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Degree Overview: Master of Business Administration (MBA) Degree in General Management

Majors Overview May 23, 2015

Get information about Master of Business Administration (M.B.A.) degree programs in General Management and their education requirements, coursework, job and wage outlook, and continuing education and certification choices.

Master of Business Administration (M.B.A.) Programs in General Management

Aspiring and mid-level managers, in addition to those seeking consulting and entrepreneurial occupations, could benefit from enrolling in a general management-centered Master of Business Administration (M.B.A.) program. Students enrolled in an MBA program in General Management are imparted skills in networking, problem-solving, critical thinking and teamwork. Enrolled students in many programs can tailor their coursework in accordance with their personal career goals.

Consequently, core classes are greatly outnumbered by elective courses. Additionally, schools commonly offer study abroad opportunities in MBA programs whereby aspiring managers can obtain a global perspective about business management. Graduates can go on to pursue job positions such as district sales manager, business owner, or project manager. They may also opt for professional certification.

Education Requirements

Often, schools target Master of Business Administration (M.B.A.) programs at adult students; consequently, prospective MBA candidates must have at least one year of full-time work experience. Admission criteria typically require incoming students to hold a bachelor’s degree. They also typically need to complete prerequisite courses in computers, statistics, and calculus.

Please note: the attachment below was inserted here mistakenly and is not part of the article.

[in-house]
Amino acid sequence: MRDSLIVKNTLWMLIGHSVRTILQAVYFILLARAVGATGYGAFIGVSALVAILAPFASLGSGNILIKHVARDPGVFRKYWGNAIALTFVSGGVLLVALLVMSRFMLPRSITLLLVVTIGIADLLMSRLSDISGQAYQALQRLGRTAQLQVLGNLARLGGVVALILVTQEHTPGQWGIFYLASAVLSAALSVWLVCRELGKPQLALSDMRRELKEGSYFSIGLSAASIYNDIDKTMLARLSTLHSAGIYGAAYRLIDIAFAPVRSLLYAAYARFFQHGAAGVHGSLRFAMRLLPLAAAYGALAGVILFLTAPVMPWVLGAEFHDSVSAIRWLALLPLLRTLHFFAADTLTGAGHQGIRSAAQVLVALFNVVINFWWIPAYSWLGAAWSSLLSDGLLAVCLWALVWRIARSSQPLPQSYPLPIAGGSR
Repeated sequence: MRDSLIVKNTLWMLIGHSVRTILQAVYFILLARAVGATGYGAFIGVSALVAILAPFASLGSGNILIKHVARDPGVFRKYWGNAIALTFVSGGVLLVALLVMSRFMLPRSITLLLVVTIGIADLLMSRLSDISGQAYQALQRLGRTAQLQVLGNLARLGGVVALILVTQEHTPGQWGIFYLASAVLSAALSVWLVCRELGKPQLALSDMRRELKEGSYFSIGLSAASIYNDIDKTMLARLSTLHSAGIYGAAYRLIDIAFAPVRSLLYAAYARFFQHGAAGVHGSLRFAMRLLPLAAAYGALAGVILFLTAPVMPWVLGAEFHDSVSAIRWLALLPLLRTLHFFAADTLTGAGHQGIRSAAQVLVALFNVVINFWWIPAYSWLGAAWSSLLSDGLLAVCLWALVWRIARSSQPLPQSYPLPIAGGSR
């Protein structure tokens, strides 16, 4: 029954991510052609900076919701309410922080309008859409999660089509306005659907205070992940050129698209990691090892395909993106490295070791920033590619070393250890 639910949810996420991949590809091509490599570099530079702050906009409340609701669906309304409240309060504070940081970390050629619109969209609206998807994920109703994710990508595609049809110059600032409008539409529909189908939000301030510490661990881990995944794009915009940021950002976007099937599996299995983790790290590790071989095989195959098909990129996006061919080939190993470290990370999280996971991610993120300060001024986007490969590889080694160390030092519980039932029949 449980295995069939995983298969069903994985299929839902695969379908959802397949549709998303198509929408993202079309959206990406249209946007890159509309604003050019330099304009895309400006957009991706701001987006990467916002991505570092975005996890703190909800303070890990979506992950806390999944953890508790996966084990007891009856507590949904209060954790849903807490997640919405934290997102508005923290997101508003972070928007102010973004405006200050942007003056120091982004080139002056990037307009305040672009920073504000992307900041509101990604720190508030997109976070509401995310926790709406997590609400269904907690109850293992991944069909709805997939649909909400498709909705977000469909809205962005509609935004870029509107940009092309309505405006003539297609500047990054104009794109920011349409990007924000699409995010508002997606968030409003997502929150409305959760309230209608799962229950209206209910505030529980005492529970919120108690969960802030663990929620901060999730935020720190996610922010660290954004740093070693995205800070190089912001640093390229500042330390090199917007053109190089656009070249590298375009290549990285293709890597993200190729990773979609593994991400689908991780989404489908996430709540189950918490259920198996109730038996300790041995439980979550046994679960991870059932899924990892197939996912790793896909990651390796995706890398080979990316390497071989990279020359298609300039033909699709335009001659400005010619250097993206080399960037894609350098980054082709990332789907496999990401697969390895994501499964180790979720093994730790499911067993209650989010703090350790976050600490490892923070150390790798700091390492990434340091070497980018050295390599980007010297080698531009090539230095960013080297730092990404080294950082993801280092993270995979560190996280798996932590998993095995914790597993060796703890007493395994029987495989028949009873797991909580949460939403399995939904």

Coursework

Program coursework in the Master of Business Administration (M.B.A.) core curriculum often covers managerial-centered classes in marketing, operations, accounting, economics and finance. Core coursework may cover topic areas such as:

•Methods for conflict resolution
•Effective communication strategies for managers
•International business strategies
•Managing nonprofit organizations
•Offering consultative services
•Workplace regulations and laws
•Business negotiation techniques

Job and Wage Outlook

In May 2012, about 1,899,460 individuals were employed as general and operations managers in the United States (U.S. Bureau of Labor Statistics). During 2014, these professionals brought in an average annual wage of $117,200 (BLS).

Continuing Education and Certification Choices

Organizations such as the Institute of Certified Professional Managers offer professional certifications for the benefit of general managers seeking to showcase proficiency in the field. The Certified Manager (CM) designation is available to candidates who meet experience and education requirements and pass a 3-part exam. An Associate Certified Manager credential may be earned by less qualified individuals while simultaneously working toward the CM title. They have to ensure re-certification every year by paying their dues and completing at least four development and professional leadership activities.

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